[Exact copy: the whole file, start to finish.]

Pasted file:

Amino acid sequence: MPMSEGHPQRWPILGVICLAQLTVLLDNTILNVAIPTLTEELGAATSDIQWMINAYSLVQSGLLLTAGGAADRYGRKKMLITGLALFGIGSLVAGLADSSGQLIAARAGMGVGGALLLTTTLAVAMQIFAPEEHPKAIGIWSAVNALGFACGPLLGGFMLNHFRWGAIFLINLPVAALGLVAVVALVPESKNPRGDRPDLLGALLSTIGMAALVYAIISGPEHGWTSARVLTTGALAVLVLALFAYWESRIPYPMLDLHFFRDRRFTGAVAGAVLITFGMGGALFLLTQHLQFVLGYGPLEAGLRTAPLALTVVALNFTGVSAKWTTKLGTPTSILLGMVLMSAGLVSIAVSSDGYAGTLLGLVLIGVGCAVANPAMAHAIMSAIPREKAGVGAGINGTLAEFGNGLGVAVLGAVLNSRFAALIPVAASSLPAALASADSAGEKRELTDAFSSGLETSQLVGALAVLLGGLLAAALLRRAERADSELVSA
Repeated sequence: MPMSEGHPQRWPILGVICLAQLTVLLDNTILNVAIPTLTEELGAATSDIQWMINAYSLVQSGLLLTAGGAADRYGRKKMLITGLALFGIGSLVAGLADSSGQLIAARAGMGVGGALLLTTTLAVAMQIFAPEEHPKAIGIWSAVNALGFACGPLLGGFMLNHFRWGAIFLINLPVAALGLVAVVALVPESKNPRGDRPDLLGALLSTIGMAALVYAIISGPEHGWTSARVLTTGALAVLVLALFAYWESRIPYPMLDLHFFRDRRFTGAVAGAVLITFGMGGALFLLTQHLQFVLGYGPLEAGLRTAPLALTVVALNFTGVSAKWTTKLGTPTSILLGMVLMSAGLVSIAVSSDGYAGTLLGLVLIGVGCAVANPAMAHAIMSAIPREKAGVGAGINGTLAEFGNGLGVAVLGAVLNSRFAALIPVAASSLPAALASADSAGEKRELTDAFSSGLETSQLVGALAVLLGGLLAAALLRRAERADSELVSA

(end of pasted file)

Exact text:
Amino acid sequence: MPMSEGHPQRWPILGVICLAQLTVLLDNTILNVAIPTLTEELGAATSDIQWMINAYSLVQSGLLLTAGGAADRYGRKKMLITGLALFGIGSLVAGLADSSGQLIAARAGMGVGGALLLTTTLAVAMQIFAPEEHPKAIGIWSAVNALGFACGPLLGGFMLNHFRWGAIFLINLPVAALGLVAVVALVPESKNPRGDRPDLLGALLSTIGMAALVYAIISGPEHGWTSARVLTTGALAVLVLALFAYWESRIPYPMLDLHFFRDRRFTGAVAGAVLITFGMGGALFLLTQHLQFVLGYGPLEAGLRTAPLALTVVALNFTGVSAKWTTKLGTPTSILLGMVLMSAGLVSIAVSSDGYAGTLLGLVLIGVGCAVANPAMAHAIMSAIPREKAGVGAGINGTLAEFGNGLGVAVLGAVLNSRFAALIPVAASSLPAALASADSAGEKRELTDAFSSGLETSQLVGALAVLLGGLLAAALLRRAERADSELVSA
Repeated sequence: MPMSEGHPQRWPILGVICLAQLTVLLDNTILNVAIPTLTEELGAATSDIQWMINAYSLVQSGLLLTAGGAADRYGRKKMLITGLALFGIGSLVAGLADSSGQLIAARAGMGVGGALLLTTTLAVAMQIFAPEEHPKAIGIWSAVNALGFACGPLLGGFMLNHFRWGAIFLINLPVAALGLVAVVALVPESKNPRGDRPDLLGALLSTIGMAALVYAIISGPEHGWTSARVLTTGALAVLVLALFAYWESRIPYPMLDLHFFRDRRFTGAVAGAVLITFGMGGALFLLTQHLQFVLGYGPLEAGLRTAPLALTVVALNFTGVSAKWTTKLGTPTSILLGMVLMSAGLVSIAVSSDGYAGTLLGLVLIGVGCAVANPAMAHAIMSAIPREKAGVGAGINGTLAEFGNGLGVAVLGAVLNSRFAALIPVAASSLPAALASADSAGEKRELTDAFSSGLETSQLVGALAVLLGGLLAAALLRRAERADSELVSA